Cystic Acne: My 3 Must-Follow Rules For Keeping It Under Control

After 10 years of unpredictabe cystic acne, I've found a skincare routine that keeps my face and mind as calm as possible.
Publish date:
August 5, 2013
acne, face creams, cystic acne, irritation, Garnier, La Roche-Posay, prescriptions, cleaners

When I was 14, I was super-pissed off at my skin: awful, inflamed cysts seemed to pop up every day, despite all the pills and topical creams I was using.

One very sad and crazy evening, I took a sewing needle to several cysts on my forehead and burst them. It was a terrible idea and left me with little resultant holes in my forehead. “Ice-pick scars,” in dermatology speak.

That was almost 10 years ago and while I still have unpredictable, hard-to-manage acne, I’ve made peace with it. I don’t mutilate my face out of abject rage. I’ve learned to control the uncontrollable really well using products from easily-found pharmacy brands.

The acne I have doesn’t follow any hormonal pattern and is unresponsive to most traditional and untraditional medicine, dietary changes and quasi-medical salon treatments. The current situation on my face: although there is quite a bit of scarring, my acne has reduced massively in the last three years, particularly around the jawline.

I won't touch on how to “pop zits correctly” or go to town on skin that's already struggling by scraping it over with an extractor. Skin with cystic or severe acne needs kindness, not full-on assault. Leave extractions to the professionals. A burst garden-variety zit isn’t the end of the world, but if it’s a burst cyst, we’re talking more of a weeping sore: difficult to treat, heal or conceal with any kind of makeup, and might leave you with a scar.

It's easier to conceal a hard bump than it is to conceal an open, bloody hole. So the rule of thumb is that if you're in doubt as to whether or not you should squeeze something, just don't. Your skin has a hard enough time without you going crazy making holes in it; it needs care more than anything.

That is why I made a move away from inflicting hard-core punishment on my skin. In 2010, I couldn’t lie with the pillow touching the side of my face because it was so painful and covered in hard bumps. Even something brushing off my jawline hurt!

Since I started a gentler skincare routine with a couple of products, things have calmed down considerably and are still improving, so if you’re struggling with acne, I’m really hoping that this easy-to-follow routine can help you too.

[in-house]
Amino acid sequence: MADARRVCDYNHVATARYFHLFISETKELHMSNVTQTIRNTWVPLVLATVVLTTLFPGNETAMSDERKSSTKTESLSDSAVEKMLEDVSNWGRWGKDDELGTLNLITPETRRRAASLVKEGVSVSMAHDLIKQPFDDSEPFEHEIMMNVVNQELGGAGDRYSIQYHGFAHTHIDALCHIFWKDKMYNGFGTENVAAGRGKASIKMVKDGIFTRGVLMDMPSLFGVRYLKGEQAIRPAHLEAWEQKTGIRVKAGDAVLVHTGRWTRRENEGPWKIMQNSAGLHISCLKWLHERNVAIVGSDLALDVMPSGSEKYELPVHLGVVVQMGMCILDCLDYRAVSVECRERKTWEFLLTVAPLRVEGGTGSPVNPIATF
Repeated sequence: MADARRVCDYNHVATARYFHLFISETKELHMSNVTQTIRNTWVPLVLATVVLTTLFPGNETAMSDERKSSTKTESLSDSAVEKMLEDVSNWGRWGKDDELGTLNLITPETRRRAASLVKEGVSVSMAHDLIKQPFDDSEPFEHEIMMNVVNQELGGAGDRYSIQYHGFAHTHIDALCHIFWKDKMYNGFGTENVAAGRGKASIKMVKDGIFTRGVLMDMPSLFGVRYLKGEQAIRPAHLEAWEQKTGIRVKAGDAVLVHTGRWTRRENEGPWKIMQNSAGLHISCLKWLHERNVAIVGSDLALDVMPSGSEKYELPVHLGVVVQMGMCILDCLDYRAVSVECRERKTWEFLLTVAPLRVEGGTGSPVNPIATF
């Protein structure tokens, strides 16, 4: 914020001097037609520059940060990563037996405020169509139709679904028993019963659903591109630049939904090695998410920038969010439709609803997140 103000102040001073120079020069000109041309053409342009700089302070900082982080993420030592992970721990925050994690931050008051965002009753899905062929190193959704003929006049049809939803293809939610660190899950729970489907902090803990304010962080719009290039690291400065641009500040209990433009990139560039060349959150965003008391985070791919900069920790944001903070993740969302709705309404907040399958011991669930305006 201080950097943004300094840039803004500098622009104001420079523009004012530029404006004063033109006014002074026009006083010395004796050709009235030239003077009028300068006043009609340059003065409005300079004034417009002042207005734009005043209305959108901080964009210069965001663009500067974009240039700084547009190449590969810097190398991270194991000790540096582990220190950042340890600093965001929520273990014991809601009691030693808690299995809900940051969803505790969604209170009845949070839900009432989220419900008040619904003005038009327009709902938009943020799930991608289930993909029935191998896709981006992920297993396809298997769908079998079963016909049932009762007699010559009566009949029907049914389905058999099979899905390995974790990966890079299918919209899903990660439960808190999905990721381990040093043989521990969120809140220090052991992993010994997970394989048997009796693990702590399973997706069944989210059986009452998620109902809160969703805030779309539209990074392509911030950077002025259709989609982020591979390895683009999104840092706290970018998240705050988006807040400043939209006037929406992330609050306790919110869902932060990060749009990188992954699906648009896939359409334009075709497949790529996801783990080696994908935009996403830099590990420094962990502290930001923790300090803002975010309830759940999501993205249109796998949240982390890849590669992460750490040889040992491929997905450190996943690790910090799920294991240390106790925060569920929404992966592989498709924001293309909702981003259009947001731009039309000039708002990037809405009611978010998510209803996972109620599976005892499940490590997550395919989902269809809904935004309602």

Effective, gentle cleansing that doesn’t leave your skin feeling tight or sore is ideal for acne-prone skin. Garnier Simply Essentials Soothing Cleansing Lotion gets rid of every scrap of makeup without tearing up your skin, and is free from perfume, parabens and irritants.

Vichy Normaderm Cleansing Gel, containing salicylic acid and totarol, has powerful microbial agents and a peeling effect to cleanse deeply and reduce sebum, making you less shiny and oily. Cleanse every bit of makeup off with the lotion before washing with the gel.


Prescription medications work differently for everyone: isotretinoin, the daddy of acne treatments, didn’t work for me. One prescription treatment I do come back to now and again is Differin gel, a topical adapalene that works well if used as a targeted treatment for particularly bad cystic areas.

Be aware, though, that Differin is drying to the extreme. You’ll also need to be very careful in the sun and keep it away from your nostrils, lips and eyelids. I use tiny dabs to spot-treat the worst cystic areas. I also get more bang for my buck that way because this stuff's kind of expensive for a teeny tube!

If you want to save a few bucks by avoiding the charges for a doctor/derm appointment, you could give an OTC topical a whirl. La Roche-Posay Effaclar Duo claims to work “as well as the leading prescription treatment”. I tried it a while ago and it calmed the angrier cystic areas fairly noticeably.


Not too long ago, I had gone a few rounds with isotretinoin and ran crying into my local pharmacy: I was a raw, inflamed, cystic mess and my face was peeling so bad, I looked as though I’d been administering home chemical peels made of salt and battery acid. I needed something sent from God, and he delivered La Roche Posay Cicaplast Baume B5.

This stuff is a multitasker, marketed as a soothing, repairing balm. It’s recommended for healing baby bottoms, helping repair skin after a chemical peel, and it’s perfect for skin that’s at risk of becoming dry from acne treatments. I use it as my day-and-night moisturiser now; it’s instantly soothing and cooling, non-greasy and works great as a primer too!

Have you dealt with long-term cystic acne? What's worked for you? What hasn't?